Parenting ArrangementAssisting with parenting arrangements for your child or children

Parenting Arrangement

For the majority of parents going through separation or divorce their primary focus, and often the greatest source of anxiety, are the parenting arrangements for the child or children.


Our legal team has a combined 51 years of experience advocating for and negotiating parenting arrangements. We understand how important these matters are and will be in your corner every step of the way. Often you will be living with these agreements and orders for years so the little details matter. We will also know that these issues are emotional so we do our best to give objective advice so you can make informed decisions.

The phrase “Parenting Arrangements” is a general descriptor. It includes guardianship, parenting time, and parenting responsibilities. The only thing the court will consider when making these orders is the best interest of the children.

Frequently Asked Questions

What is parenting time?

This is a parent’s time with their children.

What are parenting responsibilities?

These refer to the ability to access the child’s information and make decisions for the child. For example, where the children go to school is an exercise in parenting responsibilities. If the parties disagree about decisions relating to the child, an order for parenting responsibilities will either give one parent the authority to make decisions or a practical framework how decisions can be made jointly.

What is guardianship?

Guardianship is a bundle of rights  made up of parenting time and parenting responsibilities.

Who is a guardian?
  1. Parents are typically guardians of their children. If a parent has lived with or regularly cared for a child they are a guardian of that child. If a parent hasn’t lived with or regularly cared for the child they can also become a guardian through agreement with the other guardian.
Could I get an order removing my former partner as guardian of our children?

The courts remove guardianship only in the rarest of cases. If a parent is a bad parent the court will often restrict that parent’s parenting time and parenting responsibilities. Termination of guardianship should be a final recourse only and then only where no other means of protecting the best interests of the children (particularly, by reallocation of parenting responsibilities) is available.

J.W.K. v. E.K., 2014 BCSC 1635

What does the court consider when making orders about parenting arrangements?

The only consideration when making decisions with respect to children is the best interest of the children.

What is custody?

Custody is a term no longer used. It comes from  the old Divorce Act and Family Relations Act. Primary Custody used to refer to a parent with the majority of parenting time and responsibilities. Joint Custody used to refer to a situation where parents shared parenting time and responsibilities.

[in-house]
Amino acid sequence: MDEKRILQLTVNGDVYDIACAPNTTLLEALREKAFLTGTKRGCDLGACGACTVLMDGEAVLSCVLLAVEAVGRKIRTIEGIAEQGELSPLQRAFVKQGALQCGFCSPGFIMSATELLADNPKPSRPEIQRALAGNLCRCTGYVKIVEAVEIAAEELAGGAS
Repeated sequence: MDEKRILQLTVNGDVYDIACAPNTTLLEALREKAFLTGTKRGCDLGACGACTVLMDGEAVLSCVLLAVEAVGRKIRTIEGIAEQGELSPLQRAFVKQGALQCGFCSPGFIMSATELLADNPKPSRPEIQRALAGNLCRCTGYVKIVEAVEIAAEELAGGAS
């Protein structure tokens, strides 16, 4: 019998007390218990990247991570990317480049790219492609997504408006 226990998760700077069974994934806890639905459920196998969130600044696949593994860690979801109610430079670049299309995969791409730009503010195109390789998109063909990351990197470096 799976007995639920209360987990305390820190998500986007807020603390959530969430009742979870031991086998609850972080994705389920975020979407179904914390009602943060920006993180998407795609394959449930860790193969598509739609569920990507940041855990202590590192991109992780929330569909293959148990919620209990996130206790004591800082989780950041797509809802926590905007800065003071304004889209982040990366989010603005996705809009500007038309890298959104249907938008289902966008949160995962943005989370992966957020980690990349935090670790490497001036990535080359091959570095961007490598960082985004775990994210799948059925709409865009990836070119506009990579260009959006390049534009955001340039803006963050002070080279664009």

Can I get sole Custody?

No. Custody is no longer the term used in BC family courts. Now this question can be split into two parts: can I have sole parenting time, and can I terminate the other parent’s guardianship? The only consideration for both of these questions is the best interest of the children. It is common for one parent to have more parenting time than the other but sole parenting time is rare. The court will use every option at its disposal to avoid completely removing a parent’s parenting time.

My former partner told me they wanted to move with our child, what can I do?
    1. The first question is, is the move considered a relocation? Relocation is a move that will have a substantial impact on parenting time. Any move will have some impact.
    2. If your spouse is moving from downtown Vancouver to Surrey, that is generally not relocation. It is an unfortunate fact of divorce that one household becomes two and the cost of living for all parties increases. Sometimes parties have to move following separation.
    3. If your spouse is moving from Vancouver to Kelowna, that is generally relocation. You should seek legal advice immediately. Your former partner is typically required to give you notice. Once notice is given you have a specific amount of time to apply to court to stop the move. If you do not respond in time they may be entitled to move.
My Former Partner won’t let me see our child. How long will it take for the courts to give me access?

Far too long. It depends on a number of factors: if you have an ongoing case or not, if the case is in Provincial or Supreme Court; whether or not there is an order in place;  if your former partner has a lawyer and where your spouse and child are.  Each case is different, and each case will take a different amount of time.

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